Livestock emissions account for about 4% of all greenhouse gases, while fossil fuels account for about 80%. Mitloehner said it doesn't mean the livestock sector doesn't contribute.

"We need to acknowledge what the contribution is, set goals, and say in the future we want to reach further reductions and here's how we want to do that," he said. "But let's not bark up the wrong tree with respect to major emitters in the country, all throughout the world."


Mitloehner said researchers at the University of Oxford as well as the Intergovernmental Panel on Climate Change have found the atmospheric removal of methane is not being accounted for in emissions calculations.

"This statement was just quoted by the Intergovernmental Panel on Climate Change, IPCC, in their most recent report three weeks ago," he said.

"And that report said the same thing that constant sources, characterized by the old matrix, will be exaggerated by a factor of three to four."

Mitloehner said methane emissions from cattle herds are at consistent levels over time so long as herds are not expanded.

For example, he said if a rancher maintains a 100-head cattle herd for decades and hasn't expanded the operation, the amount of methane emitted would be roughly the same every year.

"Then, only when you started that operation, you added new and additional methane, and hence new and additional warming to the atmosphere," Mitloehner said.

"After the first decade, the amount of methane produced and the amount of methane destroyed were in balance. A constant cattle herd does not add new and additional warming to our planet, and that's good news. How you quantify emissions, it has been done significantly wrong. It needs to be changed.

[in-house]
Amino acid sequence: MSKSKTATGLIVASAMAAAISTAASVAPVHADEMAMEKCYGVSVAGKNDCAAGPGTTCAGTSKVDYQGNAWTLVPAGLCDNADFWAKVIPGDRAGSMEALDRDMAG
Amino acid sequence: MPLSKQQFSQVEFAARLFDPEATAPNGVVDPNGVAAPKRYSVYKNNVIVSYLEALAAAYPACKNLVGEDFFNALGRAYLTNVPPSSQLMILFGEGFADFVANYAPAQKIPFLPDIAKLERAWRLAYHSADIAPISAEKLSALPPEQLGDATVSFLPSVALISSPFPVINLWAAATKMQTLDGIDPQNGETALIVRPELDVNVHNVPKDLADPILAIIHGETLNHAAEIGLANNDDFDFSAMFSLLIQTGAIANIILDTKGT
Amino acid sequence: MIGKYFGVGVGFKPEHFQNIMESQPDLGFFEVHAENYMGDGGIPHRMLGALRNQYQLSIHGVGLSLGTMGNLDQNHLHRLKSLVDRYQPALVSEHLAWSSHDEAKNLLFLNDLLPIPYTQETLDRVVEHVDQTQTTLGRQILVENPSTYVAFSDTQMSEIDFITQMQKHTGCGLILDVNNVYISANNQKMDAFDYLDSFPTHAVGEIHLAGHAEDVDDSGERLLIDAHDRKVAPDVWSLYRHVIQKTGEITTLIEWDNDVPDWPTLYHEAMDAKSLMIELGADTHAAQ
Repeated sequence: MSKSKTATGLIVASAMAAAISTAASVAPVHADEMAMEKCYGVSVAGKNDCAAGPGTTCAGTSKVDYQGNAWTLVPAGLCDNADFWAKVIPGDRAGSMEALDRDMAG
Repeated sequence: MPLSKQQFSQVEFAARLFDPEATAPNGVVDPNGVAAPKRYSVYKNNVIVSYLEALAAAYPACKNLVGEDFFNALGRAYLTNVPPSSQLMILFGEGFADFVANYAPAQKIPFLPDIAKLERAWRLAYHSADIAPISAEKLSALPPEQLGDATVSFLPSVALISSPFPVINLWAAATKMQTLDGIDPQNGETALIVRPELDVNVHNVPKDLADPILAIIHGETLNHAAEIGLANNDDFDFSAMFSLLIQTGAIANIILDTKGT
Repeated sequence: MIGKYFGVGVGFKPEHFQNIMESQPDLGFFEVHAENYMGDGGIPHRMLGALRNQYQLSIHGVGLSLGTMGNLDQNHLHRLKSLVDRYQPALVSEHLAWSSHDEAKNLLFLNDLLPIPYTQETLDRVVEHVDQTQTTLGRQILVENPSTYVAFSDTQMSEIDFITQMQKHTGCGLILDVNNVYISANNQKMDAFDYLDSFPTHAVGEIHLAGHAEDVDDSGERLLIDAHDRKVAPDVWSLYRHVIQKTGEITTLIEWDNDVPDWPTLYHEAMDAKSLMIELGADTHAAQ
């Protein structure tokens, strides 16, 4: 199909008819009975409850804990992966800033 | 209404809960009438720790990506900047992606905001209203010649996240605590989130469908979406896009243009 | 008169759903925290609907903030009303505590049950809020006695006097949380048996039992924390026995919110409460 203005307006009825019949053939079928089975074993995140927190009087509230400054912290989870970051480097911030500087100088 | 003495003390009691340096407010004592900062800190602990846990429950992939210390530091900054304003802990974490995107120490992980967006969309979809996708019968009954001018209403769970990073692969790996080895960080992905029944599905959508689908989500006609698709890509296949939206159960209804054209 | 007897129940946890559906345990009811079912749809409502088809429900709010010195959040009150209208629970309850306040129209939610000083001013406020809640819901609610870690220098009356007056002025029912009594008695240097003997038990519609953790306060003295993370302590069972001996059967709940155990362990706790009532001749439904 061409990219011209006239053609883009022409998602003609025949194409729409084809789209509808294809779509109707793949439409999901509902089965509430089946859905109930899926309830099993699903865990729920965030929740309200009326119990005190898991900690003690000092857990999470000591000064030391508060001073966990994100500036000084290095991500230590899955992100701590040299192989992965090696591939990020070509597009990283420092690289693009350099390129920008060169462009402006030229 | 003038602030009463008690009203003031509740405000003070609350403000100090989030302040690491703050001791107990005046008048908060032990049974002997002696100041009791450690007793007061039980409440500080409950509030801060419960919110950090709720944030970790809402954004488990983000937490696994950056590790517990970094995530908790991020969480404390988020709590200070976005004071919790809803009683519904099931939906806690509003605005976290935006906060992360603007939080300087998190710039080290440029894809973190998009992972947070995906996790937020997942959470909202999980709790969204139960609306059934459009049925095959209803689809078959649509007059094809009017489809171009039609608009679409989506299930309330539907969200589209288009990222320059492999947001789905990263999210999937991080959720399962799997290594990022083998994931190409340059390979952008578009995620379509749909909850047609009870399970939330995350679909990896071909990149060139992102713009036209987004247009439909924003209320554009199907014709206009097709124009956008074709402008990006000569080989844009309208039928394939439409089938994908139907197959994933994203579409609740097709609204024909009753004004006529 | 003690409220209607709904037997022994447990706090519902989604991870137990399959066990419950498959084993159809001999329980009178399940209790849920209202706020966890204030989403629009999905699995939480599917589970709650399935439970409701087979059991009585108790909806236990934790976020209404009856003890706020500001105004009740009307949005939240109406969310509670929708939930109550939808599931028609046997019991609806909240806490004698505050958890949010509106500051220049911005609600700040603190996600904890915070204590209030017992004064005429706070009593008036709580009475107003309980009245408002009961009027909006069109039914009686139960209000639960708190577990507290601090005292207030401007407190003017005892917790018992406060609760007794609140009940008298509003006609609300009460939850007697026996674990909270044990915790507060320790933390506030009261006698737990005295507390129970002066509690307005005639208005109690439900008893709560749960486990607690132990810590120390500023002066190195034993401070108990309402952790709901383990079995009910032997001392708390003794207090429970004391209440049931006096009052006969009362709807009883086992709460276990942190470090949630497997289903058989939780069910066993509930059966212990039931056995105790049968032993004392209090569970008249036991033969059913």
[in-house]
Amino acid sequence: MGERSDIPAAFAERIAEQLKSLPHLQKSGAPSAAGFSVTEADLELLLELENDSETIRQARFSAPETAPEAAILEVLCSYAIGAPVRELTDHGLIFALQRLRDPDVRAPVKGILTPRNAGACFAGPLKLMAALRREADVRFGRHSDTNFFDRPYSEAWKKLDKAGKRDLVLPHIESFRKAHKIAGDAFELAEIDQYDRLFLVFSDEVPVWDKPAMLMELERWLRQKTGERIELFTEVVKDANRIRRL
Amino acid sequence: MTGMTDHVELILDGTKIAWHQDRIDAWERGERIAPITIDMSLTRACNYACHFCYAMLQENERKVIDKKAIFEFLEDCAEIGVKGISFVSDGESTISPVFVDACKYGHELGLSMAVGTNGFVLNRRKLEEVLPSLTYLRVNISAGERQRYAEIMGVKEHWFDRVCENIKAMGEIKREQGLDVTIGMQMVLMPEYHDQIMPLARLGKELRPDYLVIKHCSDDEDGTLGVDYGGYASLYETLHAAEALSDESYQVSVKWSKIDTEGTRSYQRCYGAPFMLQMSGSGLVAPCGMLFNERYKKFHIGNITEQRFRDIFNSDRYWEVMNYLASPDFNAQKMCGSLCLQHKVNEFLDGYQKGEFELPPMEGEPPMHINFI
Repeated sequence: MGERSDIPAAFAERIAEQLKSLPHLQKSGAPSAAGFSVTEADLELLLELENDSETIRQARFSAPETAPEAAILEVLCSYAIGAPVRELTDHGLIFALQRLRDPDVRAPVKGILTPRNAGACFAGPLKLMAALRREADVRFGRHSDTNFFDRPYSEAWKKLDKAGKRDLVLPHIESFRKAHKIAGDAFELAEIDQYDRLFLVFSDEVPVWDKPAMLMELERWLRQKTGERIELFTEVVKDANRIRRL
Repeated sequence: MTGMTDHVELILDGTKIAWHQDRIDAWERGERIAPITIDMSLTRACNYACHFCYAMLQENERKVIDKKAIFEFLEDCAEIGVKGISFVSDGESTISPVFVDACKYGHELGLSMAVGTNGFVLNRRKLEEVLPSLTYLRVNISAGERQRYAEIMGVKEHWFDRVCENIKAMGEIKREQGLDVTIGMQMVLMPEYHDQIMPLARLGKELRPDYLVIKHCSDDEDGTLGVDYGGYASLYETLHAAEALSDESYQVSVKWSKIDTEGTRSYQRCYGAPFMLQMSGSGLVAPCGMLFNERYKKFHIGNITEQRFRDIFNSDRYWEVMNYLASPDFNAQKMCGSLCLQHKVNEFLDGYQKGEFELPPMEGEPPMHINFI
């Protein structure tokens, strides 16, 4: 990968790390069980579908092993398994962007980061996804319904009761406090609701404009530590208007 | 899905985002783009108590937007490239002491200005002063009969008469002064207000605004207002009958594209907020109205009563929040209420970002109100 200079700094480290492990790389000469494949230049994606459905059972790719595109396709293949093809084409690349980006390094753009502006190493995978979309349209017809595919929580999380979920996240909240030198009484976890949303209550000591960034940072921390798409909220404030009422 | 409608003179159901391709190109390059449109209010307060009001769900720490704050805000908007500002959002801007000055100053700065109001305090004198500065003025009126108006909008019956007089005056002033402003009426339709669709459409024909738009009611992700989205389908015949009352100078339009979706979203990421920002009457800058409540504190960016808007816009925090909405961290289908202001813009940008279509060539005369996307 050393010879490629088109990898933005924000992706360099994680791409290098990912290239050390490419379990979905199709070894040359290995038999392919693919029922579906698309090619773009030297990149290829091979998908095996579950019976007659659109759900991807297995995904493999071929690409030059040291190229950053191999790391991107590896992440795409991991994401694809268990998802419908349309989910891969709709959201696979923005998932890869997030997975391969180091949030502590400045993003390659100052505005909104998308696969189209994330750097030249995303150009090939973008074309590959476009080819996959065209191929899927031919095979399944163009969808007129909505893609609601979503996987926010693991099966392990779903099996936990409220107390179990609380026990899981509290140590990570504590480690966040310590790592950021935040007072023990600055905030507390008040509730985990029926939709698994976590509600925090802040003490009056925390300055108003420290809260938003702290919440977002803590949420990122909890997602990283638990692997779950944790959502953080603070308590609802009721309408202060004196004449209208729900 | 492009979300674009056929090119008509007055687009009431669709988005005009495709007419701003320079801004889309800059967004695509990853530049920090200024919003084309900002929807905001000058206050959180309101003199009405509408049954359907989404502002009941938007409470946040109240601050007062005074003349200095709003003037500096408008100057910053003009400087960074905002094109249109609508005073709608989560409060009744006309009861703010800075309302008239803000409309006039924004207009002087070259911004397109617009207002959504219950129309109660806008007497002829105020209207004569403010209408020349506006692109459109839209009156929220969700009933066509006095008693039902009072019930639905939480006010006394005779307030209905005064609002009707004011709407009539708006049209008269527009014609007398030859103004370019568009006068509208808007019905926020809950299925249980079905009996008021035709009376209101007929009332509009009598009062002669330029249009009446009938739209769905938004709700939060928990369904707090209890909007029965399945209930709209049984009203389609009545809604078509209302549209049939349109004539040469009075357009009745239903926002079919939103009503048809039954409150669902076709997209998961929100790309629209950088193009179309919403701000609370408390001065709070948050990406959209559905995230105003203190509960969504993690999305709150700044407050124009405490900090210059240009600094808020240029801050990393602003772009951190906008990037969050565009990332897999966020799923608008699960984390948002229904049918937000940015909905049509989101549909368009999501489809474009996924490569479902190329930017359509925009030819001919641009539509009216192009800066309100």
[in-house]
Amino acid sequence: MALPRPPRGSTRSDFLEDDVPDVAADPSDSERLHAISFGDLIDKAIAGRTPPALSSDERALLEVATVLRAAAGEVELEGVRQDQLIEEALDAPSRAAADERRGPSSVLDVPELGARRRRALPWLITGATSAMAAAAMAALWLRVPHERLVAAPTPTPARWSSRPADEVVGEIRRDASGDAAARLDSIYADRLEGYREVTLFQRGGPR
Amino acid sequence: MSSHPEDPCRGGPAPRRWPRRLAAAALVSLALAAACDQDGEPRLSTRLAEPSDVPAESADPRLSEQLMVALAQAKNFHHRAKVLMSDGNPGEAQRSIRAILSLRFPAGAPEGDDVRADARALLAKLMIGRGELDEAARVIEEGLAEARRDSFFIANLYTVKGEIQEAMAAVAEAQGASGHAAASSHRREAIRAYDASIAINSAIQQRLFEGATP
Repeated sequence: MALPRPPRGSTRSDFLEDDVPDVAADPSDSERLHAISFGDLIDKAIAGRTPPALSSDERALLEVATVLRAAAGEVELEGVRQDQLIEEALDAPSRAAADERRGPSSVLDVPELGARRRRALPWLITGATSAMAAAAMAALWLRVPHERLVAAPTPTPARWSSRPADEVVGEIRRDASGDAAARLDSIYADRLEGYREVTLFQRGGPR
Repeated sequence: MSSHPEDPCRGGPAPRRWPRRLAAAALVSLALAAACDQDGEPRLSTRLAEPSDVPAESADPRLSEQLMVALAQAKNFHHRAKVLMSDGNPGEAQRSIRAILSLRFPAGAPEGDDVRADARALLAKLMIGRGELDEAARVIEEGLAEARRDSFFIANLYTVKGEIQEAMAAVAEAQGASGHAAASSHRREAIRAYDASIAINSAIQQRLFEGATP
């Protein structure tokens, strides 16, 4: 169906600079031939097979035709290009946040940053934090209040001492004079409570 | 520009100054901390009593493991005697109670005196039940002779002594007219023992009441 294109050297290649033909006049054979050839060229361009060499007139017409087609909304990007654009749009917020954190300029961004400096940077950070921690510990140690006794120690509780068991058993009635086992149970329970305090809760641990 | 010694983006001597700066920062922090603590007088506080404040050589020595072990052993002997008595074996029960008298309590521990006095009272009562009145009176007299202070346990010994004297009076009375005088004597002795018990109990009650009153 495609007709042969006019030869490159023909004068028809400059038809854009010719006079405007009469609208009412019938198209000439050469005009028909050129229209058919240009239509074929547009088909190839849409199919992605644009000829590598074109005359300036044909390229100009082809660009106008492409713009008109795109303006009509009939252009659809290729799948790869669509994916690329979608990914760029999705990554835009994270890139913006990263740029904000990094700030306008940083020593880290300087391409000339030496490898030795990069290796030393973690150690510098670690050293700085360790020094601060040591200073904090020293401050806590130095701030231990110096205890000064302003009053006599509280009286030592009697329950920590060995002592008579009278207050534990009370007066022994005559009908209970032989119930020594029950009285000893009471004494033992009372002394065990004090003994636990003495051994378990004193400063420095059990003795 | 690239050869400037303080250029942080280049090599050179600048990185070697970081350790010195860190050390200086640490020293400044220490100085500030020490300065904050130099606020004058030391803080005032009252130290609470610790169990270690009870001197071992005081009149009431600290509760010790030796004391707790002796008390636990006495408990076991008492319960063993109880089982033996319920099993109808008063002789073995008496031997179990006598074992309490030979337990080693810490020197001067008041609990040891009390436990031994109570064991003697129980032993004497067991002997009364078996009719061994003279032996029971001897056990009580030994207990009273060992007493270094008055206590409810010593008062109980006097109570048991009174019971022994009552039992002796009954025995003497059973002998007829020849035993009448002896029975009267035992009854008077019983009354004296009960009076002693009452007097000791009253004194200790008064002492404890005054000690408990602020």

"Because only if we do the math right, we can arrive at effective mitigation. I don't want you to go, go home and say, 'Frank said that cows are cooling the planet.' That's not what I'm saying. But what I am saying is, if we reduce methane, then we reduce warming."

Galen Erickson, Nebraska cattle industry professor of animal science at UNL, said his research focus is on how to reduce enteric methane emissions.

In ruminants, methane is produced primarily by enteric fermentation where microbes decompose and ferment plant materials such as celluloses, fiber, starches and sugars in their digestive tract.

He said his research is looking at feed additives, management and other ways to change or modify how much methane is naturally produced by cattle.

"I would point out it's going to be difficult to eliminate methane generation from cattle," he said during a panel discussion following the keynote address.